Tiffany demands the usual things, including a permanent injunction—Tiffany notably does not seek a preliminary injunction, as Costco “assured” Tiffany in December that it would “refrain from any further use of the Tiffany trademarks”—and “monetary damages, trebled under the law, including but not limited to an amount equal to all profits of Costco by which it was unjustly enriched by its counterfeiting of Tiffany’s valuable trademarks, plus punitive damages, costs and attorney’s fees. Included in the foregoing amount are monetary damages equal to the amount by which Costco’s engagement ring business increased following its counterfeiting of the Tiffany trademarks.”
As the complaint explains, “in addition to selling what amounted to counterfeit Tiffany rings, Costco was also able to increase sales of all of its engagement rings. The use of the Tiffany [marks] brought attention not just to the rings marked Tiffany themselves, but to Costco’s fine jewelry department generally.” The counterfeit rings “made other non-branded jewelry in the same display case appear more valuable by comparison since those other items were, in fact, no different [from] what was falsely labeled as Tiffany.”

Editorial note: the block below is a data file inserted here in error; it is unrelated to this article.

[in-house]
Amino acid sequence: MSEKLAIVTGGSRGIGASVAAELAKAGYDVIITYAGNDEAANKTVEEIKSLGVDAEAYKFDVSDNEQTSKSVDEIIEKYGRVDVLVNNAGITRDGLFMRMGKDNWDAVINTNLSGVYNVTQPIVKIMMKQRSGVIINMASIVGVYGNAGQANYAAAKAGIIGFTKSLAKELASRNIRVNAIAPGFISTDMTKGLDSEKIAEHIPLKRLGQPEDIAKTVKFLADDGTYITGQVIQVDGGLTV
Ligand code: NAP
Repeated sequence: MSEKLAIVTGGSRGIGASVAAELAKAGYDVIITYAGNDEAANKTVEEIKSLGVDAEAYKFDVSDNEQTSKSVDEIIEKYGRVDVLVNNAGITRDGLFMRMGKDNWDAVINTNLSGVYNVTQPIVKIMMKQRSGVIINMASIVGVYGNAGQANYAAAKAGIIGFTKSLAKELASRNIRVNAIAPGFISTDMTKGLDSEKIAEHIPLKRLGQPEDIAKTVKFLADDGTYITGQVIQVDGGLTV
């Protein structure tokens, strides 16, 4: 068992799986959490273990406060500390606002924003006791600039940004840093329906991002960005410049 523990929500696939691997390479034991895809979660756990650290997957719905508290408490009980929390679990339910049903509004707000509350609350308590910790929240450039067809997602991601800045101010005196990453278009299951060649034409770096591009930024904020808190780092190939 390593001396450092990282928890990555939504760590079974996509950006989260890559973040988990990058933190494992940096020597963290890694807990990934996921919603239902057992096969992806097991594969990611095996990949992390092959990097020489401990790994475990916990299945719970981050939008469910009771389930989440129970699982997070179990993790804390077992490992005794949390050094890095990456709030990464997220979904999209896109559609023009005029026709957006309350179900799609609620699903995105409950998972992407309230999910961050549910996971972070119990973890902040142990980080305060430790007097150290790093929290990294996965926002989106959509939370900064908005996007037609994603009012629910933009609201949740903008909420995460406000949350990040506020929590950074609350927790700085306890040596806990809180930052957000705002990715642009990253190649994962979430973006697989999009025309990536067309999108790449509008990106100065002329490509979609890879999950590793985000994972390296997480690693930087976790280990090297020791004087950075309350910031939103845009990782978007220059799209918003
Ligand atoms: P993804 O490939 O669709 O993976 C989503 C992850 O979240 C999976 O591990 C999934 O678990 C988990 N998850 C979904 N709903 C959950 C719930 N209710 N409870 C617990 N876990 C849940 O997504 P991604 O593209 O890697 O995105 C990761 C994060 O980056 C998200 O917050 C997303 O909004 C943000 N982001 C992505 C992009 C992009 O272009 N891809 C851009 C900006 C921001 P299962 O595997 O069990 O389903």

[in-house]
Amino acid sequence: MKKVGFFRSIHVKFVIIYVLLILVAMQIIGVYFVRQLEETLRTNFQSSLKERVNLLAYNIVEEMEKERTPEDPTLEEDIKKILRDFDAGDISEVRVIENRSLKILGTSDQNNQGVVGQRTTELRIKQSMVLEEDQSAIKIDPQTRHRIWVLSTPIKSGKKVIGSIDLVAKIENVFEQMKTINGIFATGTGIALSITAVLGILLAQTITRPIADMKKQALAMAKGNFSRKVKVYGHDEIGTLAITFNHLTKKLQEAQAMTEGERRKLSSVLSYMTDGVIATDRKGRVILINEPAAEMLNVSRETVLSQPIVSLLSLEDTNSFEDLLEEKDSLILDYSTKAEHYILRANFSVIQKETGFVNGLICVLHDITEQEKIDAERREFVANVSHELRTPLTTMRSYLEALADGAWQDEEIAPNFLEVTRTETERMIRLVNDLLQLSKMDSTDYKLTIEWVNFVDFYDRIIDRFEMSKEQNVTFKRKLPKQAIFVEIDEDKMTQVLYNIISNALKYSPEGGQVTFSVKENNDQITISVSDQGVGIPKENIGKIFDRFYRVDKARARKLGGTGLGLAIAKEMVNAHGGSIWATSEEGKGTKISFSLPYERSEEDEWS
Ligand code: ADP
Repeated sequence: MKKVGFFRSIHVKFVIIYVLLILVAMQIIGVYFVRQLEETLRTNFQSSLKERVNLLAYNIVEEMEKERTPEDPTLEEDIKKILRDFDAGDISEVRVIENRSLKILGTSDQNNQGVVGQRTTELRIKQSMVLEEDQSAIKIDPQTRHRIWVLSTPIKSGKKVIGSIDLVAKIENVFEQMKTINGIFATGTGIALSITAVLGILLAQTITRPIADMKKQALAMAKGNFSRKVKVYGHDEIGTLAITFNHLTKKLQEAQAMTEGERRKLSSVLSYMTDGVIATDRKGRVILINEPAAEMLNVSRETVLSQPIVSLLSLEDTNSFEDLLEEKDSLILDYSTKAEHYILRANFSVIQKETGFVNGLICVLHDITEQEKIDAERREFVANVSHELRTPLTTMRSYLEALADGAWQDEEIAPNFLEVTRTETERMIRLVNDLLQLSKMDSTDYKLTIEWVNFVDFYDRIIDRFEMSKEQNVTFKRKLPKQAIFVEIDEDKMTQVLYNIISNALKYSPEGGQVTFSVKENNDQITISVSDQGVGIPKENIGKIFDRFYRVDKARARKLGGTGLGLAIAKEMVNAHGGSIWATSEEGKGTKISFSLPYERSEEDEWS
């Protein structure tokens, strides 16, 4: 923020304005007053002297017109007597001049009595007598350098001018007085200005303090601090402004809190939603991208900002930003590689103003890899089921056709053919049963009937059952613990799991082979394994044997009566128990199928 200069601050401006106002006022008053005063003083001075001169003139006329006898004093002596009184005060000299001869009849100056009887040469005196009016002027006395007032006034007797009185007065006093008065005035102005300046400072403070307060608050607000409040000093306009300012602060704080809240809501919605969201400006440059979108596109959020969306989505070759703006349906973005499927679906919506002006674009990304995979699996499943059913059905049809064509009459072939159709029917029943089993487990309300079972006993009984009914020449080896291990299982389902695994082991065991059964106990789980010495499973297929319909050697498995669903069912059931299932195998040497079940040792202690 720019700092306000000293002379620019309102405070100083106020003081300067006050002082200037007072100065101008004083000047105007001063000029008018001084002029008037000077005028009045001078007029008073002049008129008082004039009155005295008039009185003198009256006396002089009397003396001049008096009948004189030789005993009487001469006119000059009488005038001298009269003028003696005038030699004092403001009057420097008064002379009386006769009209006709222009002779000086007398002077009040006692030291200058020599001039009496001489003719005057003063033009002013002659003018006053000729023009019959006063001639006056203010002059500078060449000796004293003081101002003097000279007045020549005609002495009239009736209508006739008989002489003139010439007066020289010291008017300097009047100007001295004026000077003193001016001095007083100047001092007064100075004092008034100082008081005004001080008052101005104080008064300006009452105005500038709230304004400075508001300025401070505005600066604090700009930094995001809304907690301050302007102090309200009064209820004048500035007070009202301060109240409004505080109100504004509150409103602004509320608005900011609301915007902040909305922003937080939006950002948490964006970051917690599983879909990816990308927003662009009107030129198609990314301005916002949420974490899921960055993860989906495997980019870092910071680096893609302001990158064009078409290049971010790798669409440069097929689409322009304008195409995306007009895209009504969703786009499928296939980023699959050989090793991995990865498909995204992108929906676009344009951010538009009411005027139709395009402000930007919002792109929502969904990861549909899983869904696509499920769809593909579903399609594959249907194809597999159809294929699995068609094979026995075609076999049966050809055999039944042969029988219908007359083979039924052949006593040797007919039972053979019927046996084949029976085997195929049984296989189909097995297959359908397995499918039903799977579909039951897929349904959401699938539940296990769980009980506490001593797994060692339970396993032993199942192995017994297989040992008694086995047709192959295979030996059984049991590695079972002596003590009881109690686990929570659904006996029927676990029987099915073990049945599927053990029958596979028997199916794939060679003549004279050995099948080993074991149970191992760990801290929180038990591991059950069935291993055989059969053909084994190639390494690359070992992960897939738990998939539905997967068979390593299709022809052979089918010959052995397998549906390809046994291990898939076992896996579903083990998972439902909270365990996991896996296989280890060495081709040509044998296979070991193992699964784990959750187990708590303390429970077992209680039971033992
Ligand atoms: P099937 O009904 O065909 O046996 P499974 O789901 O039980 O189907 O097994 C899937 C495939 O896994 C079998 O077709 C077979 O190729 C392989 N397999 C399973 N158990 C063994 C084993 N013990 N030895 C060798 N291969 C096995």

In other words, if Costco sold more engagement rings—of any brand—because of the increased cachet it gained by “unlawfully trad[ing] off Tiffany’s goodwill and brand awareness to increase its own sales, including [Costco] member acceptance of Costco as a retailer of high-end jewelry products” …then Costco owes its increased profit to Tiffany, literally. If a Costco member visited a warehouse, saw that Costco was selling Tiffany engagement rings, was impressed enough to reconsider Costco as a place to buy an engagement ring, and then ultimately purchased a Costco house-brand “Kirkland Signature” diamond ring, then Costco should now turn over the profit from that sale to Tiffany… because of course. This seems, to this writer, a bit overzealous, and more than a bit speculative.
Not that I don’t think Costco should be punished (although that is what both treble damages and punitive damages are for, no?). But even Tiffany wants more than just money and a permanent prospective injunction. Tiffany is asking the court to order Costco to “publicly admit its misconduct to the purchasers of each [mislabeled] ring, and notify affected purchasers that they do not own a Tiffany engagement ring from Costco.” Tiffany wants to shame Costco, although it isn’t quite clear how exactly Tiffany wants Costco to have to do its non-monetary penance. “Publicly admit its misconduct” sounds… well, public, like on billboards or in television spots, but “to the purchasers” doesn’t need to be public; rather, Costco could notify the purchasers of the mislabeled rings by letter or phone call. But it’s the next part that really matters—to Tiffany—I’m certain. Tiffany does not want anyone thinking that he or she bought and/or owns a real Tiffany ring purchased at a warehouse store. No doubt Tiffany has the consumer’s interests in mind: The consumer should never be misled. The consumer comes first.